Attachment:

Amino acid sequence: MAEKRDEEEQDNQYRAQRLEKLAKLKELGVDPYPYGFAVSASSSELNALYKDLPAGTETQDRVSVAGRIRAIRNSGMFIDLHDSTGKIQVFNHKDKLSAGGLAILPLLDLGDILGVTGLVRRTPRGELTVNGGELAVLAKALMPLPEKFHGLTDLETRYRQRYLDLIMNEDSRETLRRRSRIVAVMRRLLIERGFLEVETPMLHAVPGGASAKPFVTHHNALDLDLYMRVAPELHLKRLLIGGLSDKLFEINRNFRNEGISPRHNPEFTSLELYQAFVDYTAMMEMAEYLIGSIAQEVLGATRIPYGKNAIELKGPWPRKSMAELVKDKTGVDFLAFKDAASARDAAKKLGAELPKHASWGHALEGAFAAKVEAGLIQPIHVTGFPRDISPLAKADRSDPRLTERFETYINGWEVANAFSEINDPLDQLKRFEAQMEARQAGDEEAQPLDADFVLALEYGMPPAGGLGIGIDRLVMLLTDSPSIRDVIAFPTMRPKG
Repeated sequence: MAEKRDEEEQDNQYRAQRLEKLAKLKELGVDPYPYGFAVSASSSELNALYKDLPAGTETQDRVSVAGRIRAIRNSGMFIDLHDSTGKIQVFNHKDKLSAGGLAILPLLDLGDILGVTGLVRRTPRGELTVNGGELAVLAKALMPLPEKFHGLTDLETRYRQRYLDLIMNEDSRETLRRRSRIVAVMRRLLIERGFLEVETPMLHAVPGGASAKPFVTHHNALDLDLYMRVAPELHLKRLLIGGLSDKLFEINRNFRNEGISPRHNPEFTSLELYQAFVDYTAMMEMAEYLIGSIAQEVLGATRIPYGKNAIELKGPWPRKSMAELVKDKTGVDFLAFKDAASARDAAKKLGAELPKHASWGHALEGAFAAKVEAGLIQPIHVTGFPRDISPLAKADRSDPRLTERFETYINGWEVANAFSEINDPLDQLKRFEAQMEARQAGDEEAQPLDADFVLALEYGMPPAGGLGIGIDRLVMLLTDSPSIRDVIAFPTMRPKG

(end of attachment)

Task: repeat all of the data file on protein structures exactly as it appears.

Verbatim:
Amino acid sequence: MAEKRDEEEQDNQYRAQRLEKLAKLKELGVDPYPYGFAVSASSSELNALYKDLPAGTETQDRVSVAGRIRAIRNSGMFIDLHDSTGKIQVFNHKDKLSAGGLAILPLLDLGDILGVTGLVRRTPRGELTVNGGELAVLAKALMPLPEKFHGLTDLETRYRQRYLDLIMNEDSRETLRRRSRIVAVMRRLLIERGFLEVETPMLHAVPGGASAKPFVTHHNALDLDLYMRVAPELHLKRLLIGGLSDKLFEINRNFRNEGISPRHNPEFTSLELYQAFVDYTAMMEMAEYLIGSIAQEVLGATRIPYGKNAIELKGPWPRKSMAELVKDKTGVDFLAFKDAASARDAAKKLGAELPKHASWGHALEGAFAAKVEAGLIQPIHVTGFPRDISPLAKADRSDPRLTERFETYINGWEVANAFSEINDPLDQLKRFEAQMEARQAGDEEAQPLDADFVLALEYGMPPAGGLGIGIDRLVMLLTDSPSIRDVIAFPTMRPKG
Repeated sequence: MAEKRDEEEQDNQYRAQRLEKLAKLKELGVDPYPYGFAVSASSSELNALYKDLPAGTETQDRVSVAGRIRAIRNSGMFIDLHDSTGKIQVFNHKDKLSAGGLAILPLLDLGDILGVTGLVRRTPRGELTVNGGELAVLAKALMPLPEKFHGLTDLETRYRQRYLDLIMNEDSRETLRRRSRIVAVMRRLLIERGFLEVETPMLHAVPGGASAKPFVTHHNALDLDLYMRVAPELHLKRLLIGGLSDKLFEINRNFRNEGISPRHNPEFTSLELYQAFVDYTAMMEMAEYLIGSIAQEVLGATRIPYGKNAIELKGPWPRKSMAELVKDKTGVDFLAFKDAASARDAAKKLGAELPKHASWGHALEGAFAAKVEAGLIQPIHVTGFPRDISPLAKADRSDPRLTERFETYINGWEVANAFSEINDPLDQLKRFEAQMEARQAGDEEAQPLDADFVLALEYGMPPAGGLGIGIDRLVMLLTDSPSIRDVIAFPTMRPKG